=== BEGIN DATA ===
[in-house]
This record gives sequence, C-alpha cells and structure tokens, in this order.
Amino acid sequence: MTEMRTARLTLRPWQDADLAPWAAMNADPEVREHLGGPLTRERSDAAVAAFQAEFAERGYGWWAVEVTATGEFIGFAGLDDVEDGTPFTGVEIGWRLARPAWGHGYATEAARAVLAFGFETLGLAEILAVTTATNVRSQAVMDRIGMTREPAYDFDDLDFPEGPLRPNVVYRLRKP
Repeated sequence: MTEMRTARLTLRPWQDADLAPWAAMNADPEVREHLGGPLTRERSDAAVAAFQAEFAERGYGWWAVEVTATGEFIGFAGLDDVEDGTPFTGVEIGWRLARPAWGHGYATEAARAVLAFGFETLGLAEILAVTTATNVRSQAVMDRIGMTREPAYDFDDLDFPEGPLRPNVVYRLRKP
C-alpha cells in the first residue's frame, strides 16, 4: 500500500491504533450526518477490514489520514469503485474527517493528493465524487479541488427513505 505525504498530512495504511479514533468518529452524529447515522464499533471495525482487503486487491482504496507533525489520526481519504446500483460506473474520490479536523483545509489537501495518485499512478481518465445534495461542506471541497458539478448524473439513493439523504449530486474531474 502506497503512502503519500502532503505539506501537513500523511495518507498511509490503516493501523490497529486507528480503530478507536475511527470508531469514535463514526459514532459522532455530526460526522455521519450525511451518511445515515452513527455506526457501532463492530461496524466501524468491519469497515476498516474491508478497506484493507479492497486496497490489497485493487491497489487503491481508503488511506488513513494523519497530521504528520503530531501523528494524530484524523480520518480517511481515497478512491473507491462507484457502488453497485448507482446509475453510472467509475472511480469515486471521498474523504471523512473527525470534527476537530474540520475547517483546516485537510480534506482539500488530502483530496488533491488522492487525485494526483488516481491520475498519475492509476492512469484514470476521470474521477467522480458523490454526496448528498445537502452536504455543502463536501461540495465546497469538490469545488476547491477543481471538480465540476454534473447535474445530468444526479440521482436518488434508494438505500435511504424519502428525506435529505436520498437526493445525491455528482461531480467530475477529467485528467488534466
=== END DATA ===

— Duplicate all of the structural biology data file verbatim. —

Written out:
[in-house]
This record gives sequence, C-alpha cells and structure tokens, in this order.
Amino acid sequence: MTEMRTARLTLRPWQDADLAPWAAMNADPEVREHLGGPLTRERSDAAVAAFQAEFAERGYGWWAVEVTATGEFIGFAGLDDVEDGTPFTGVEIGWRLARPAWGHGYATEAARAVLAFGFETLGLAEILAVTTATNVRSQAVMDRIGMTREPAYDFDDLDFPEGPLRPNVVYRLRKP
Repeated sequence: MTEMRTARLTLRPWQDADLAPWAAMNADPEVREHLGGPLTRERSDAAVAAFQAEFAERGYGWWAVEVTATGEFIGFAGLDDVEDGTPFTGVEIGWRLARPAWGHGYATEAARAVLAFGFETLGLAEILAVTTATNVRSQAVMDRIGMTREPAYDFDDLDFPEGPLRPNVVYRLRKP
C-alpha cells in the first residue's frame, strides 16, 4: 500500500491504533450526518477490514489520514469503485474527517493528493465524487479541488427513505 505525504498530512495504511479514533468518529452524529447515522464499533471495525482487503486487491482504496507533525489520526481519504446500483460506473474520490479536523483545509489537501495518485499512478481518465445534495461542506471541497458539478448524473439513493439523504449530486474531474 502506497503512502503519500502532503505539506501537513500523511495518507498511509490503516493501523490497529486507528480503530478507536475511527470508531469514535463514526459514532459522532455530526460526522455521519450525511451518511445515515452513527455506526457501532463492530461496524466501524468491519469497515476498516474491508478497506484493507479492497486496497490489497485493487491497489487503491481508503488511506488513513494523519497530521504528520503530531501523528494524530484524523480520518480517511481515497478512491473507491462507484457502488453497485448507482446509475453510472467509475472511480469515486471521498474523504471523512473527525470534527476537530474540520475547517483546516485537510480534506482539500488530502483530496488533491488522492487525485494526483488516481491520475498519475492509476492512469484514470476521470474521477467522480458523490454526496448528498445537502452536504455543502463536501461540495465546497469538490469545488476547491477543481471538480465540476454534473447535474445530468444526479440521482436518488434508494438505500435511504424519502428525506435529505436520498437526493445525491455528482461531480467530475477529467485528467488534466